A leak detectable refrigeration composition is described comprising: (A) a refrigeration liquid selection from the group consisting of: (1) a polyhalogenated hydrocarbon refrigerant; (2) a refrigeration oil selected from the group consisting of naphthenic oils, paraffinic oils, alkylated benzenes, silicones, polyglycols, diesters or triesters of dicarboxylic or tricarboxylic acids, and polyalkyl silicate oils, and (3) a mixture of A(1) and A(2), and (B) a fluorescent dye compound or composition comprising the dye selected from the group consisting of: (1) a fluorescent dye selected from the group consisting of perylene, naphthoxanthene, monocyclic aromatic compounds having an organometallic compound, (2) a solution of fluorescent dye in a solvent, and (3) a mixture of B(1) and B(2). The fluorescent dye compound or composition is soluble in the refrigeration liquid. The concentration of the dye being at least 0.001 grams per 100 grams of the refrigeration liquid.

Parekh, M.

1988-07-19T23:59:59.000Z

316

Path integrals for stiff polymers applied to membrane physics  

E-Print Network [OSTI]

Path integrals similar to those describing stiff polymers arise in the Helfrich model for membranes. We show how these types of path integrals can be evaluated and apply our results to study the thermodynamics of a minority stripe phase in a bulk membrane. The fluctuation induced contribution to the line tension between the stripe and the bulk phase is computed, as well as the effective interaction between the two phases in the tensionless case where the two phases have differing bending rigidities.

D. S. Dean; R. R. Horgan

2007-04-11T23:59:59.000Z

317

Turbine Steam Path Audits for Improved Performance and Profitability  

E-Print Network [OSTI]

TURBINE STEAM PATH AUDITS FOR IMPROVED PERFORMANCE AND PROFITABILITY PAUL E. BABSON, DIRECTOR, BUSINESS DEVELOPMENT, ENCOTECH, INC., SCHENECTADY, NEW YORK ABSTRACT This paper describes the use and value of conducting steam path audits... in turbines. Critical measurements and observations made during overhaul identify and quantify the effects of component degradations upon turbine performance as compared to design conditions. The information generated permits performance oriented repair...

Babson, P. E.

318

Double-Shell Tank Visual Inspection Changes Resulting from the Tank 241-AY-102 Primary Tank Leak  

SciTech Connect (OSTI)

As part of the Double-Shell Tank (DST) Integrity Program, remote visual inspections are utilized to perform qualitative in-service inspections of the DSTs in order to provide a general overview of the condition of the tanks. During routine visual inspections of tank 241-AY-102 (AY-102) in August 2012, anomalies were identified on the annulus floor which resulted in further evaluations. In October 2012, Washington River Protection Solutions, LLC determined that the primary tank of AY-102 was leaking. Following identification of the tank AY-102 probable leak cause, evaluations considered the adequacy of the existing annulus inspection frequency with respect to the circumstances of the tank AY-102 1eak and the advancing age of the DST structures. The evaluations concluded that the interval between annulus inspections should be shortened for all DSTs, and each annulus inspection should cover > 95 percent of annulus floor area, and the portion of the primary tank (i.e., dome, sidewall, lower knuckle, and insulating refractory) that is visible from the annulus inspection risers. In March 2013, enhanced visual inspections were performed for the six oldest tanks: 241-AY-101, 241-AZ-101,241-AZ-102, 241-SY-101, 241-SY-102, and 241-SY-103, and no evidence of leakage from the primary tank were observed. Prior to October 2012, the approach for conducting visual examinations of DSTs was to perform a video examination of each tank's interior and annulus regions approximately every five years (not to exceed seven years between inspections). Also, the annulus inspection only covered about 42 percent of the annulus floor.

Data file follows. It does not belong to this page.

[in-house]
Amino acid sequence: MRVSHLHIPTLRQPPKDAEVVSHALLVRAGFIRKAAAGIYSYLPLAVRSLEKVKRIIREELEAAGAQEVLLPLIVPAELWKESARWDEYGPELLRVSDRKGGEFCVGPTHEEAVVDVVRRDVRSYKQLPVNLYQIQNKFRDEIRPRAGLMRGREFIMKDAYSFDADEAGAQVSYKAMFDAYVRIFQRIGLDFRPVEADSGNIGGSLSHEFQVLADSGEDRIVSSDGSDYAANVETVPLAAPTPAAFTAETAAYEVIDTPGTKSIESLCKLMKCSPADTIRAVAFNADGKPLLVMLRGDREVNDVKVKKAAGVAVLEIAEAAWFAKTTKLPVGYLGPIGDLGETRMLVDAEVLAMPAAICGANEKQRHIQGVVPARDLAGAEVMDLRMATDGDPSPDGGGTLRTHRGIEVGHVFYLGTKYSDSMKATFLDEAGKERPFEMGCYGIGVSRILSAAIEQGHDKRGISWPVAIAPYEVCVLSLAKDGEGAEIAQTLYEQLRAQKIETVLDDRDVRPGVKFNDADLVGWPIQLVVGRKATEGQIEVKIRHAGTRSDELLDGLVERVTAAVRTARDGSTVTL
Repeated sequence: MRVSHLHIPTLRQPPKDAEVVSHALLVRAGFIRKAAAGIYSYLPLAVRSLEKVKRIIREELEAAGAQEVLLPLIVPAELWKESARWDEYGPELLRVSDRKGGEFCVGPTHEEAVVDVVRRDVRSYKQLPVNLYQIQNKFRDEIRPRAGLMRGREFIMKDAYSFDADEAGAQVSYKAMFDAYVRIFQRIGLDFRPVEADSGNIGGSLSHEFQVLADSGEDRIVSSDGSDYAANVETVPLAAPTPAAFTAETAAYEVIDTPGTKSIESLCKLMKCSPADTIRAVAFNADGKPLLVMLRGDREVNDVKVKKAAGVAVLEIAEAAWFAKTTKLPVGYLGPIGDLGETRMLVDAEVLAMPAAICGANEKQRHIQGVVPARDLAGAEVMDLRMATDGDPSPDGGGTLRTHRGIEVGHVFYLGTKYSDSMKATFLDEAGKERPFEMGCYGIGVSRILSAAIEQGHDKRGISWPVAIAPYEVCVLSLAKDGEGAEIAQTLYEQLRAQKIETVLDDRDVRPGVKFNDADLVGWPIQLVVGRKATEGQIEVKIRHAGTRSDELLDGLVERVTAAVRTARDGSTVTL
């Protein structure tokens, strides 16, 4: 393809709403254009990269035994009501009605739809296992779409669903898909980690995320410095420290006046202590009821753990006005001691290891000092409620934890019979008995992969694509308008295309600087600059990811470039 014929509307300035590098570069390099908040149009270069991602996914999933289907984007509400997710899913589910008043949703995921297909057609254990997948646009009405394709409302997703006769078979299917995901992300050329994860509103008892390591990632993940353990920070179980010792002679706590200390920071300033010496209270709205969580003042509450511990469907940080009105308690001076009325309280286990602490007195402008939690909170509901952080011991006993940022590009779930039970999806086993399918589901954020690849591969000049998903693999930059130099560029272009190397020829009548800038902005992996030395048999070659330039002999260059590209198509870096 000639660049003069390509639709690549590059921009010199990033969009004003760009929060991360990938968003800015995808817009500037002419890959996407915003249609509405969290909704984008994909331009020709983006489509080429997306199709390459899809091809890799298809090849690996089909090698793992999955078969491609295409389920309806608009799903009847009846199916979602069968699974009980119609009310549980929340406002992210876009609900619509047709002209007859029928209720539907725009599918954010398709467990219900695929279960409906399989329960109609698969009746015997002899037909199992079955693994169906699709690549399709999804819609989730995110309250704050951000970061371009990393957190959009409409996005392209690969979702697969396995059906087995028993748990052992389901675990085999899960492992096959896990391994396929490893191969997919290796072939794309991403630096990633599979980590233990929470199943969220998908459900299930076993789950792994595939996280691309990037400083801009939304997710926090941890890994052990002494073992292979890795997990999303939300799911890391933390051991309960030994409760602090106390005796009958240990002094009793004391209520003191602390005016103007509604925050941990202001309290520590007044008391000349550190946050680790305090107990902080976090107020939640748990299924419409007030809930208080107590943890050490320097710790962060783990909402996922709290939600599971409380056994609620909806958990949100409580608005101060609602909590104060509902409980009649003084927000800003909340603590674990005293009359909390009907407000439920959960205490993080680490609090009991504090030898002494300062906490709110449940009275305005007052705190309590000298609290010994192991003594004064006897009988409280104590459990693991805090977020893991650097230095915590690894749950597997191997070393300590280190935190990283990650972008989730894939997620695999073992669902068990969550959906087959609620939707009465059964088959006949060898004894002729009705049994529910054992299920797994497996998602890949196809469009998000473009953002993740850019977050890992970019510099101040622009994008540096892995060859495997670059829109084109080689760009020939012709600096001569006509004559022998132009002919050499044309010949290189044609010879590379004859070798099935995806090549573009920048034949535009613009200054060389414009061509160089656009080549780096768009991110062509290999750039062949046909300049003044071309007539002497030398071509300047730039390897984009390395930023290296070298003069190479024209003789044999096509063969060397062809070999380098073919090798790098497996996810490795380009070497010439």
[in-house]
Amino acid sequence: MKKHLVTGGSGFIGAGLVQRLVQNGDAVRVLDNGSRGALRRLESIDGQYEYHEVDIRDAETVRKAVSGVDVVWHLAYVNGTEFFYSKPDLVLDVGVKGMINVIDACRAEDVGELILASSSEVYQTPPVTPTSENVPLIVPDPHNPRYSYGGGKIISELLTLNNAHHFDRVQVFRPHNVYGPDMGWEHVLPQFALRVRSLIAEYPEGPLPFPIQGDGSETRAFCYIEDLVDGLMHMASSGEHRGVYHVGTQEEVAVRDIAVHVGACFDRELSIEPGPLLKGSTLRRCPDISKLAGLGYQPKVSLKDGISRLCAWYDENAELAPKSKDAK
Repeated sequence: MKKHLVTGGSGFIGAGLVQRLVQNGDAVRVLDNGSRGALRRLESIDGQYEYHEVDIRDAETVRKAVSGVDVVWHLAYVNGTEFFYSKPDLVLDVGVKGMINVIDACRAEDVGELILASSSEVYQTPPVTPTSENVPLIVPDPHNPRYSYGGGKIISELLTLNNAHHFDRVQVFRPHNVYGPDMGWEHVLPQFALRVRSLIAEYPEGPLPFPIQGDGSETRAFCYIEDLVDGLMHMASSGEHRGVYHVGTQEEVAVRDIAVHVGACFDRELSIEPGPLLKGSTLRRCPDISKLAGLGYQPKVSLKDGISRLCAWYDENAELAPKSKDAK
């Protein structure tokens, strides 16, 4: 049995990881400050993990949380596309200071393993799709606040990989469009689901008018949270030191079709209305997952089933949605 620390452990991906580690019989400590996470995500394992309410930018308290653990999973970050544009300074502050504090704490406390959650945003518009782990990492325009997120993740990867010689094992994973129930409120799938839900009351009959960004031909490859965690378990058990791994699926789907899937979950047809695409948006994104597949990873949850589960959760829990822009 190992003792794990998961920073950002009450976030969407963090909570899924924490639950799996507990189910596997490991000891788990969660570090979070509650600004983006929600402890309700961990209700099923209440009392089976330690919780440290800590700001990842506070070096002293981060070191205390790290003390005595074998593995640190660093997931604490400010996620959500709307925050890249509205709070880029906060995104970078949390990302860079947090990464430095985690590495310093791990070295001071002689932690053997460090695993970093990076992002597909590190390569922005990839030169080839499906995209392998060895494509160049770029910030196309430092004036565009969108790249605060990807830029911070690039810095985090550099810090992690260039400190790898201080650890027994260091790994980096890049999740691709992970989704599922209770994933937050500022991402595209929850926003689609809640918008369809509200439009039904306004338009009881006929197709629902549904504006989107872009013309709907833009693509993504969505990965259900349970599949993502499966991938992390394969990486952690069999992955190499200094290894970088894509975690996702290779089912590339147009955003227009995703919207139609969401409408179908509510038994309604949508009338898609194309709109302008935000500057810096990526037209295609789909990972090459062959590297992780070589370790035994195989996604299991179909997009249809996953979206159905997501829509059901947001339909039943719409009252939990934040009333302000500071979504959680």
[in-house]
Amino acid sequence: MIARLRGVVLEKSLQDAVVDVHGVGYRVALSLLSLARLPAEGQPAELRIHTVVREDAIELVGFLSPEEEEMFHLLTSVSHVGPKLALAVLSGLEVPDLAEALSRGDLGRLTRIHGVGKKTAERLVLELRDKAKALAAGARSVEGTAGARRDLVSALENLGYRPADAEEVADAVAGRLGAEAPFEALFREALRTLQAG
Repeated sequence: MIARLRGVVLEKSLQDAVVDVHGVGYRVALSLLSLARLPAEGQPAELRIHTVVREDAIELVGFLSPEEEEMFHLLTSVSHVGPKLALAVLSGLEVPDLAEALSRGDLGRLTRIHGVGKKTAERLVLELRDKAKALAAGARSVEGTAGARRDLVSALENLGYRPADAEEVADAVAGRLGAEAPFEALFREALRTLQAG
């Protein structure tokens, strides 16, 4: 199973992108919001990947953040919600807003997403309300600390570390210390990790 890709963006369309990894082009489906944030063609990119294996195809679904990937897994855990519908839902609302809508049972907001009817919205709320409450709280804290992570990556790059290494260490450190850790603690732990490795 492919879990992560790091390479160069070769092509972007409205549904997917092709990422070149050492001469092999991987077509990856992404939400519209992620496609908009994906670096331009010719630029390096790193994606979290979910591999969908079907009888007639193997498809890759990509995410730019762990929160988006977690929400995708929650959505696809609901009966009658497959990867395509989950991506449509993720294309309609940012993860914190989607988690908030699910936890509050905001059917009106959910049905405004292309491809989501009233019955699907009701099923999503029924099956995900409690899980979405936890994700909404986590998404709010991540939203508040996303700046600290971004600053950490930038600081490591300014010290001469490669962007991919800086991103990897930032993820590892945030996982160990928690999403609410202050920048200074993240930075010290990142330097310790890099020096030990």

Girardot, Crystal L. [Washington River Protection Solutions, Richland, WA (United States); Washenfelder, Dennis J. [Washington River Protection Solutions, Richland, WA (United States); Johnson, Jeremy M. [USDOE Office of River Protection, Richland, WA (United States); Engeman, Jason K. [Washington River Protection Solutions, Richland, WA (United States)

2013-11-14T23:59:59.000Z

319

Belgian experience in applying the {open_quotes}leak-before-break{close_quotes} concept to the primary loop piping  

SciTech Connect (OSTI)